Jiangsu Suning and Guangzhou Evergrande spent a fortune on new players earlier this year, but they both crashed out of the Asian Champions League at the group stage.

Despite starting this year by spending around $150million on star names such as Jackson Martinez of Atletico Madrid, Chelsea’s Ramires and Alex Teixeira from Shakhtar Donetsk, Chinese sides Jiangsu Suning and Guangzhou Evergrande both crashed out of the 2016 Asian Champions League at the group stage.

As the winner of every Chinese Super League title since 2011, and two of the last three continental titles, holders Guangzhou Evergrande’s exit was the most surprising. Just six months after winning the title at home to Al Ahli of the UAE, Luiz Felipe Scolari’s team were eliminated with a game to spare.

This is a club that takes being the best and biggest in Asia very seriously. The passport the Champions League provides to the Club World Cup is vital for their long-term plans to become one of the top 20 teams in the world.

The media has been quick to criticise Scolari’s conservative tactics and team selections, while the signing of Martinez has not yet been successful.

The Colombian has so far failed to gel with the rest of the team after his prolific predecessor Elkeson was surprisingly sold to domestic rivals Shanghai SIPG. Guangzhou Evergrande’s form in the league has at least helped Scolari to keep his job, but he is under pressure.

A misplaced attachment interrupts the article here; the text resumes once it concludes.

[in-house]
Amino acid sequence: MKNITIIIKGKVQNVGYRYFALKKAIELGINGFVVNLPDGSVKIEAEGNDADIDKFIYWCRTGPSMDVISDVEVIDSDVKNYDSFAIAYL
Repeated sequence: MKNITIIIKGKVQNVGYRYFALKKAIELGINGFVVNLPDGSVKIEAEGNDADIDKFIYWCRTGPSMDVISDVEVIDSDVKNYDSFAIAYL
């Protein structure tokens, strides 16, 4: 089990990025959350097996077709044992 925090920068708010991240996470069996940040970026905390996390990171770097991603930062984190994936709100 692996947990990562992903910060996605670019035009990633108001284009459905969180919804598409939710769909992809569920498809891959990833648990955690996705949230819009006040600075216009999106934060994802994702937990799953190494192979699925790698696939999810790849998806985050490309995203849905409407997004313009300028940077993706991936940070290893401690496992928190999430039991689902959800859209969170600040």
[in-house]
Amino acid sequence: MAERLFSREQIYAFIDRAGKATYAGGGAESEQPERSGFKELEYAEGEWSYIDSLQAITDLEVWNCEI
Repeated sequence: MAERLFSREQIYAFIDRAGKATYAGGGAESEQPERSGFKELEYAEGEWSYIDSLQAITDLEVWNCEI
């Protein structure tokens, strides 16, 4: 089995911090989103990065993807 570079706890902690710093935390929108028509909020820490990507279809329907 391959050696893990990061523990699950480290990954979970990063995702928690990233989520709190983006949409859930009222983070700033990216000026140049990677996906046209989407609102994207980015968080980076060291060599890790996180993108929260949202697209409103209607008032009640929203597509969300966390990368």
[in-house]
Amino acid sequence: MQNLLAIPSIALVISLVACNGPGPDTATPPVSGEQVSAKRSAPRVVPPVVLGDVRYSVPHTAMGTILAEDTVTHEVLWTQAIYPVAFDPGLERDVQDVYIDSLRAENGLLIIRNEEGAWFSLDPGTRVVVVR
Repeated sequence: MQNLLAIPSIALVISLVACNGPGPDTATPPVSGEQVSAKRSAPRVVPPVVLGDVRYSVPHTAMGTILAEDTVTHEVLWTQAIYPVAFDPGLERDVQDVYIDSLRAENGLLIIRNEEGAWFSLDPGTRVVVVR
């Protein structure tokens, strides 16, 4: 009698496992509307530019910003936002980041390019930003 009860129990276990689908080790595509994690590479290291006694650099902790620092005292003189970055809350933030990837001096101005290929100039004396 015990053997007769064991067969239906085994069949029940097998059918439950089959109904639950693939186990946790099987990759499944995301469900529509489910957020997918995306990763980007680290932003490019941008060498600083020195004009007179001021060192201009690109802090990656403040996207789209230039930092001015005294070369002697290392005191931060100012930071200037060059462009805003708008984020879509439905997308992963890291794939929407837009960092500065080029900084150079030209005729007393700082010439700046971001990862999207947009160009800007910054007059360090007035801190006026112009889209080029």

Jiangsu’s exit was not such a shock. Although they undertook a huge financial outlay, the club are not a traditional powerhouse and the team finished mid-table last season, qualifying for the continental tournament by virtue of a cup win. Teixeira and Ramires did impress in the Champions League, but Dan Petrescu’s men dropped points in Vietnam and at home against Tokyo. The club from Nanjing has, however, been going well at home in the league, although a title would be regarded as a massive achievement.

Shanghai SIPG, led by Sven Goran Eriksson, had few problems winning their group, helped by four goals from Elkeson – a fact that did not go unnoticed by Guangzhou fans. Shandong Luneng and coach Mano Menezes also made it through despite poor domestic form.

From the eastern zone, there are also two teams each from Japan, Australia and South Korea in the knockout stage.

Sydney and Melbourne Victory made it through for the first time, with Victory coach Kevin Muscat claiming: “It is a big achievement considering we’ve had five attempts. On our fifth one we were successful and that joy right now overrides trying to analyse the performance.”

South Korea are coming to terms with the fact that they no longer dominate the tournament, yet the K-League is the only league that has sent two teams to the knockout stage in each of the last five years. Seoul were perhaps the most impressive performer in the group phase, scoring 17 goals, with Brazilian star Adriano on target 10 times.

Out...Jiangsu (in blue) fail to overcome Tokyo

Out…Jiangsu (in blue) fail to overcome Tokyo

Gamba Osaka – who, in 2008, were the last Japanese team to reach the Final – didn’t win a game, while J.League champions Sanfrecce Hiroshima were almost as disappointing. With only Urawa Reds and Tokyo going through, there has been talk of the J.League changing its schedule to match the European season in order to help clubs in the Asian Champions League. However, the current calendar does not seem to be a problem for Chinese and Korean sides.

Any one of the eight eastern teams could make it to the Final where they will meet a team from the western regions, which comprises two teams from Iran, United Arab Emirates and Qatar, as well as one each from Saudi Arabia and Uzbekistan.